Rumormongering About Potential Patriots QBs, Vol. V: Carson Wentz

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This is the fifth in a series. Volume I: Aaron Rodgers is here. This is Volume II, me being right about Matthew Stafford not coming to New England. Here's Volume III on Jimmy Garoppolo. And Volume VI: Derek Carr

As the Patriots look to position themselves in the NYSE trading floor-like scrum that is the 2021 quarterback market, it's worth noting that it is deep in the human race to want to fix things. It's in our genetic code somehow. As much as creating something completely new, if not moreso. As much a hobby as it is a necessity. It's just deeply satisfying to take a thing past it's prime and restore it. Or make it better than before. Half the shows on HGTV are about fixing up dilapidated houses, even when demolishing them and building a new one on the foundation would be cheaper and easier. Drive around on a weekend in the summer and there'll be some guy with a padded blanket on his driveway filled with engine parts as he tries to restore some vintage car to its former cherry glory. Fixing up old furniture is the reason they've made "antiquing" a word. Andy Dufresne went all the way to Zihuatanejo sand and paint a fishing boat when he had enough of Warden Norton's money to buy a fleet of trawlers. And show me a woman that hasn't fallen in love with a handsome bad boy with a difficult past who plays by his own rules.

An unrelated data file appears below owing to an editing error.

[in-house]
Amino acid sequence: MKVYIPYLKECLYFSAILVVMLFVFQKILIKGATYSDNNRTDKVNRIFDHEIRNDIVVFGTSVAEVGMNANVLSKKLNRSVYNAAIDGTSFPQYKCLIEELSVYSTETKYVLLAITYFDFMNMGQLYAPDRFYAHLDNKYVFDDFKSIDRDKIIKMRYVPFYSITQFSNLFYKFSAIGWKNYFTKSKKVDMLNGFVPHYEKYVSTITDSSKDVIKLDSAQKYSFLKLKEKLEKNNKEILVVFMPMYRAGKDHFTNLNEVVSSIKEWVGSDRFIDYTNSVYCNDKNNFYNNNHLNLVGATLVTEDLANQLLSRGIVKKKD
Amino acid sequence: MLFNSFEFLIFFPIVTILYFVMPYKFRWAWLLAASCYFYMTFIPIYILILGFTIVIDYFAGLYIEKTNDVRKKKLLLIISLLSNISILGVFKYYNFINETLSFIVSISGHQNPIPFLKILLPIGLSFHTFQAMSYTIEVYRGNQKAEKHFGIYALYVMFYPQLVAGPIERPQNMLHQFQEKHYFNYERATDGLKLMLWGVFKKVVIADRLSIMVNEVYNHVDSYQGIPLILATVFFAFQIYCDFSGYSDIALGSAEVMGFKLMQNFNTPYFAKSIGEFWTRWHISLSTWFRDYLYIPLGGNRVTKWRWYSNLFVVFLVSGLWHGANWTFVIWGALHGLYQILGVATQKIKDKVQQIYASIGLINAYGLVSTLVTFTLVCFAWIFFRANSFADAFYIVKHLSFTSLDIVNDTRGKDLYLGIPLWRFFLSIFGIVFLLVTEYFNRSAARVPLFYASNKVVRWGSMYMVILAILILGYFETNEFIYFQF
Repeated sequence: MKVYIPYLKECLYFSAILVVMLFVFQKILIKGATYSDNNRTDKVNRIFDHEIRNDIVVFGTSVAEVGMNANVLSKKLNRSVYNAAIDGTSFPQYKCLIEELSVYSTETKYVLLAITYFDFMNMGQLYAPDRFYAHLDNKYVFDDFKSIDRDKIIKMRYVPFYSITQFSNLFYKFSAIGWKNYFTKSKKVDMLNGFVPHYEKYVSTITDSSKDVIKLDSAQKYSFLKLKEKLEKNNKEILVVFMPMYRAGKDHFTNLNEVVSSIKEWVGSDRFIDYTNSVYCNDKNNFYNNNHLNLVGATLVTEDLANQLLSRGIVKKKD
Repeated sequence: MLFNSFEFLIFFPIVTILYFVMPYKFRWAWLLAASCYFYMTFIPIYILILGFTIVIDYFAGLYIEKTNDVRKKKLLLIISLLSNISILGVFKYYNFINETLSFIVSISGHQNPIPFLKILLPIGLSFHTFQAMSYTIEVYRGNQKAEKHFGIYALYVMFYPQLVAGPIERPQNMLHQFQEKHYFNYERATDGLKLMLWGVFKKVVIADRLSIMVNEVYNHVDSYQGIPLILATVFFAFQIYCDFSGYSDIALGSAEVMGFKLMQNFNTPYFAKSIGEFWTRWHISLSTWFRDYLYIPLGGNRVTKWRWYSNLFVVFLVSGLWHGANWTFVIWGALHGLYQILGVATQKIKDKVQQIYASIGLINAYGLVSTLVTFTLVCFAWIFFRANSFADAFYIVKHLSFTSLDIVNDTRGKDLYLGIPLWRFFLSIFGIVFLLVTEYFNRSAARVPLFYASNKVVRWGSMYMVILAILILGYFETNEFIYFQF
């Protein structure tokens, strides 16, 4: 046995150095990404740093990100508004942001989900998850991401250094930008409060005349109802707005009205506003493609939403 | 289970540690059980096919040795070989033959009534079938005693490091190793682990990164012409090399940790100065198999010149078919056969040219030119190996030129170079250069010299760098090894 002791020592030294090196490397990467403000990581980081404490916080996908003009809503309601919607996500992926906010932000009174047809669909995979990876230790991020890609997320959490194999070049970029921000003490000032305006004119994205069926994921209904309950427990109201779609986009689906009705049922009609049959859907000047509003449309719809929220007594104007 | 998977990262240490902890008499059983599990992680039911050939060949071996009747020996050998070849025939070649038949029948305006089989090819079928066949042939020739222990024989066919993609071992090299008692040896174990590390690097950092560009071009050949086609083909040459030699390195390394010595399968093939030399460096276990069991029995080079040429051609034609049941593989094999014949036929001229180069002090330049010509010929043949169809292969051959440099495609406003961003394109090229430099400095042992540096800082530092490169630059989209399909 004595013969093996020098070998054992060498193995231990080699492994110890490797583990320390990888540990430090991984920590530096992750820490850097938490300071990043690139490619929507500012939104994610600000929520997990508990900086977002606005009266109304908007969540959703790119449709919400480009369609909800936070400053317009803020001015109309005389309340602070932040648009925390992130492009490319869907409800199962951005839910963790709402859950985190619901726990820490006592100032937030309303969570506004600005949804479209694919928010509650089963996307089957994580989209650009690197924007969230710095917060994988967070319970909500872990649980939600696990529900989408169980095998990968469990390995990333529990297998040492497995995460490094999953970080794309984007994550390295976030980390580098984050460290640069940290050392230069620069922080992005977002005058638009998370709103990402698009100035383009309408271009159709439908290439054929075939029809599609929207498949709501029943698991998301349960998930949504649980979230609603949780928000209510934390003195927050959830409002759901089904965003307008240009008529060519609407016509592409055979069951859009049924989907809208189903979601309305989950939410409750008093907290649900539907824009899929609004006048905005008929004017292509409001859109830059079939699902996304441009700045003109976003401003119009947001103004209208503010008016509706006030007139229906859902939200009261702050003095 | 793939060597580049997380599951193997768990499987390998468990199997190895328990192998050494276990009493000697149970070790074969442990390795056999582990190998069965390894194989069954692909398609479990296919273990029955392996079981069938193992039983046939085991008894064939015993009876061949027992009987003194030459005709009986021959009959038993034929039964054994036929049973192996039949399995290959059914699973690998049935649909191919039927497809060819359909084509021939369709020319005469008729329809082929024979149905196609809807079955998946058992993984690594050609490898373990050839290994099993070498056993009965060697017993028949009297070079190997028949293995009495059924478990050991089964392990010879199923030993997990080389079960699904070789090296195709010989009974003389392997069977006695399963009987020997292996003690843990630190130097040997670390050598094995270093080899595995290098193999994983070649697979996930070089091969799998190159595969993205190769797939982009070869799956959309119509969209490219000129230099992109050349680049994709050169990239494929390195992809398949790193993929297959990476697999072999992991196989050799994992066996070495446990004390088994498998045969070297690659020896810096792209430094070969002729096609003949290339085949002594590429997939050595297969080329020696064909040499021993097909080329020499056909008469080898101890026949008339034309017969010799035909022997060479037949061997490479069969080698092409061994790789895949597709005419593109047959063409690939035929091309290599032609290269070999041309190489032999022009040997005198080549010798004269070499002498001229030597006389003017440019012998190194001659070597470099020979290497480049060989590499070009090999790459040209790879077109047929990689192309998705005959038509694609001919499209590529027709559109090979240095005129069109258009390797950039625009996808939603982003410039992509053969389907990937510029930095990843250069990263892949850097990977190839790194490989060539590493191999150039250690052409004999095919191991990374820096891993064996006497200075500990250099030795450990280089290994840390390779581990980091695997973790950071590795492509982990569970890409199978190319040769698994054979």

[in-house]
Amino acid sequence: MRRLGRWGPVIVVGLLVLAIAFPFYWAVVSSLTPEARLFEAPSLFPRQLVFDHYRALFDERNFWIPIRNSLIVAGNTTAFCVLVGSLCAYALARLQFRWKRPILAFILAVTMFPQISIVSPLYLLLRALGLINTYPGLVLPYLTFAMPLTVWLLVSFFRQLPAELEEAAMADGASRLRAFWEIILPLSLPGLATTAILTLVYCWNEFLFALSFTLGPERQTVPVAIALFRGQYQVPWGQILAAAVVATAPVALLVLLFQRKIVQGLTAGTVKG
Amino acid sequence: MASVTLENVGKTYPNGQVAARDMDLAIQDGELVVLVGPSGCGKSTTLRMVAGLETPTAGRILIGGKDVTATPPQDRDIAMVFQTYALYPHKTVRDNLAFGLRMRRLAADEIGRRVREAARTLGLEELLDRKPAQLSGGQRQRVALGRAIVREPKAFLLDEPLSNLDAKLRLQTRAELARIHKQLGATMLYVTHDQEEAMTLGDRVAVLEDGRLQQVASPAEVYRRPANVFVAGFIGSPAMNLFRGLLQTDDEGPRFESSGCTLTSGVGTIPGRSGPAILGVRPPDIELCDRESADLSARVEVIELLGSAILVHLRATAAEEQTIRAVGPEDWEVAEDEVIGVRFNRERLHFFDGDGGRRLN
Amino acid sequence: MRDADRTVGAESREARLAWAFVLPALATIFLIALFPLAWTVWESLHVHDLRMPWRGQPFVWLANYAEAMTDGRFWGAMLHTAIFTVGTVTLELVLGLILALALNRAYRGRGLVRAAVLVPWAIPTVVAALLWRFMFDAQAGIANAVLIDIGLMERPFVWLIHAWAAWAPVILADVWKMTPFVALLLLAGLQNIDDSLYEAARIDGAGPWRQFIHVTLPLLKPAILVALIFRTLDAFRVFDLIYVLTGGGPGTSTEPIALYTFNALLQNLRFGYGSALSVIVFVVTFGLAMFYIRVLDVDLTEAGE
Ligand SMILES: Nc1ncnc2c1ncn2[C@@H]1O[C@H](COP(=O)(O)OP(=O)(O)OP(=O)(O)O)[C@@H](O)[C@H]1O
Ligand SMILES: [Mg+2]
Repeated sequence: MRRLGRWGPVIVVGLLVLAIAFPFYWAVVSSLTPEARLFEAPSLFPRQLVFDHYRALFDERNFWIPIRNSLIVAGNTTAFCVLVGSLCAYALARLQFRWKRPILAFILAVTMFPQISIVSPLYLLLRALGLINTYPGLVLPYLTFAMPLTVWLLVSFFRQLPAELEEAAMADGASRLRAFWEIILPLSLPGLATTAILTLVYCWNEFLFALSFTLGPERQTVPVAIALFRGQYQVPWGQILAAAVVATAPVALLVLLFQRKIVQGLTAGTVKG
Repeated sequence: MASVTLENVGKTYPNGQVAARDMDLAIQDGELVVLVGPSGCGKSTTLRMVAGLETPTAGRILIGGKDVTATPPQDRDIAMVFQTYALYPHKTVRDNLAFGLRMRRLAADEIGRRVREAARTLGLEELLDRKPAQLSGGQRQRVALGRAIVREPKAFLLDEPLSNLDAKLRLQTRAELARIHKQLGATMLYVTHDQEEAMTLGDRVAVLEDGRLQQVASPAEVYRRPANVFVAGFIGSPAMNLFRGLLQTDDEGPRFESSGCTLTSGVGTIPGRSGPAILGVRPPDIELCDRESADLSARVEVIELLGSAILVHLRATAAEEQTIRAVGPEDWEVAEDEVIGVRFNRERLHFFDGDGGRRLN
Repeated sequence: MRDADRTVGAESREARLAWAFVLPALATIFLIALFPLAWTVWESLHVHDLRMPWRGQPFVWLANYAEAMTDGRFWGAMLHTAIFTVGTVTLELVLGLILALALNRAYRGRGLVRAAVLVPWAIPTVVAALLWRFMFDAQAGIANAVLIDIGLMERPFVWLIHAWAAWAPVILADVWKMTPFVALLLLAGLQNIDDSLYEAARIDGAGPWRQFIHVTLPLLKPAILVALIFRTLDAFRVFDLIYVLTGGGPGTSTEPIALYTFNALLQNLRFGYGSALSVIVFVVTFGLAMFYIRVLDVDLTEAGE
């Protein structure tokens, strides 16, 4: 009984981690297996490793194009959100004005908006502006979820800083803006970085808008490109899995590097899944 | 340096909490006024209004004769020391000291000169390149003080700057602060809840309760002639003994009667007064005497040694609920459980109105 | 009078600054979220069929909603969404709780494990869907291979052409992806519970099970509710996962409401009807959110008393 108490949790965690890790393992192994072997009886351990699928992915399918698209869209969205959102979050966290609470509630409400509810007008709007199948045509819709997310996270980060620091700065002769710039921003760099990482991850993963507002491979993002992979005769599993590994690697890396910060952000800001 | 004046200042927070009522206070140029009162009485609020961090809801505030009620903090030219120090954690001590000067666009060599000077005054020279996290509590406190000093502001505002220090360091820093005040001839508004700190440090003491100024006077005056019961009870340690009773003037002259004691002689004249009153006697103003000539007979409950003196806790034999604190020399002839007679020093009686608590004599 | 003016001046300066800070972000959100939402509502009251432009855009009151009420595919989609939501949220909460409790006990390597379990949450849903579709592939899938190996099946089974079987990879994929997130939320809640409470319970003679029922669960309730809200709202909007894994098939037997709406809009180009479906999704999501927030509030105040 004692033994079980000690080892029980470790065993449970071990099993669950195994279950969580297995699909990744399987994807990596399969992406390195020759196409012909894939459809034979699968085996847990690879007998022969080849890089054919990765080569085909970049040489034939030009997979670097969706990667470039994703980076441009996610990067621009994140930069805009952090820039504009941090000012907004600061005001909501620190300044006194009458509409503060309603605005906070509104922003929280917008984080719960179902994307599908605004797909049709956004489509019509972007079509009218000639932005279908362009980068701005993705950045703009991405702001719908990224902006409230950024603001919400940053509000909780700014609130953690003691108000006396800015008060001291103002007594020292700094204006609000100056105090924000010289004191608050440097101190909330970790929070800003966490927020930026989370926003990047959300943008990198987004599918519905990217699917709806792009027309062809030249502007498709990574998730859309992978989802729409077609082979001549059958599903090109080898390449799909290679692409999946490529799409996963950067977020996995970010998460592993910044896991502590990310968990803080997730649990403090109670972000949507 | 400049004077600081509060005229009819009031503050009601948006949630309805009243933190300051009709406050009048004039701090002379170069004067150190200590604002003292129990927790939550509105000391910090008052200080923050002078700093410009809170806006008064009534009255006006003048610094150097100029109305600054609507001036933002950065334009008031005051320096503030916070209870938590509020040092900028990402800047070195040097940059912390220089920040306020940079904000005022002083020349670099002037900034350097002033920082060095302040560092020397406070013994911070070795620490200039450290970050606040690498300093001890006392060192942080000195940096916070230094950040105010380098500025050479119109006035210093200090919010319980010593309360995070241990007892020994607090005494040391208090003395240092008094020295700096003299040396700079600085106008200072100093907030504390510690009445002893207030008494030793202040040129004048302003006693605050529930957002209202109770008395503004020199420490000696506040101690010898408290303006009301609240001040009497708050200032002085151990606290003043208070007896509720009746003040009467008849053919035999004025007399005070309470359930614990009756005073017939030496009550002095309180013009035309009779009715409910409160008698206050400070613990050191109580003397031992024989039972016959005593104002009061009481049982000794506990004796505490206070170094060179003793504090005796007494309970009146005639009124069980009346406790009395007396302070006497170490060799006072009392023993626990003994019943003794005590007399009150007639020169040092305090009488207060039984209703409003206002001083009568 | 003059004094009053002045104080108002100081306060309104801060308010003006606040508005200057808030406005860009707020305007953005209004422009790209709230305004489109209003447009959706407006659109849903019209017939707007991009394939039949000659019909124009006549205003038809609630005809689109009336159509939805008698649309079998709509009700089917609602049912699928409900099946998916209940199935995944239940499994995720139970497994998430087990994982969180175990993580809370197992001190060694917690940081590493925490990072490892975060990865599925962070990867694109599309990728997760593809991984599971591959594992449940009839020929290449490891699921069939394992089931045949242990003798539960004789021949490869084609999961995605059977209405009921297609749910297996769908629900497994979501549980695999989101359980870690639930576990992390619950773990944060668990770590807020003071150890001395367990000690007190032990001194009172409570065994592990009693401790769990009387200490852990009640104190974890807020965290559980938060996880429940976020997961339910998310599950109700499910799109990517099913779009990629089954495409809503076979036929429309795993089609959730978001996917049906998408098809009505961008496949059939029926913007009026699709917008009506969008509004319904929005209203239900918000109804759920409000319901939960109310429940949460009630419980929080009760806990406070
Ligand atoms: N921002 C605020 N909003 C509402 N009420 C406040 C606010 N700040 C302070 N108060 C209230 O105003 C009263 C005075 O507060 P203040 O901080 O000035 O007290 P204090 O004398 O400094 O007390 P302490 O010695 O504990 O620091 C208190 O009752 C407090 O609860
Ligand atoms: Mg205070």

Which brings me (finally) to Carson Wentz and the potential that New England might be into him, so they can fix him. Not in the good looking rebel sense, but purely in the football sense. Right now he is the perfect definition of a distressed asset who'll end up with someone interested in a reclamation project. So why not the Patriots? 

I won't go too deep into the state of Wentz, because everyone knows the situation right now. How he was a mortal lock to win the 2017 MVP award until he got hurt. He was 11-2 at the time of the injury. The Eagles won the Super Bowl with him on IR. They gave him his job back and a huge contract. And since then he's gone 17-21-1 as a starter and got benched. He went from 33 touchdowns and seven interceptions in 2017 to 39 TDs and 29 INTs since. Including 16 TDs and a league high 15 INTs last year, despite playing in only 12 games. Among QBs with more than 120 attempts, he was 41st in passer rating. And graded 35th by Pro Football Focus. Short of a horrific Alex Smith-like injury, it's hard to imagine anyone falling so far, so fast. Hell, Jason Street was more accurate playing Quad Rugby. 

And this is not a stat his agent wants to have come up in any trade talks:

But that doesn't mean there's zero interest in Wentz. Just that it appears to be limited. The Patriots have been mentioned as a perfect fit by noted Pats insider Max Kellerman:

It's very possible that Bill Belichick and Josh McDaniels have looked at tape of 2020 Wentz and 2017 Wentz and can identify some small mechanical flaw in his game that they feel they can correct by having him paint the fence, sand the floor and apply/remove car wax on Belichick's antique roadster. As a matter of fact, Wentz' situation fits their archetype of the underachieving guy who comes to New England, gets coached up, and resurrects his career. From Rodney Harrison to Wes Welker to Kyle Van Noy to Trent Brown to dozens of guys in between.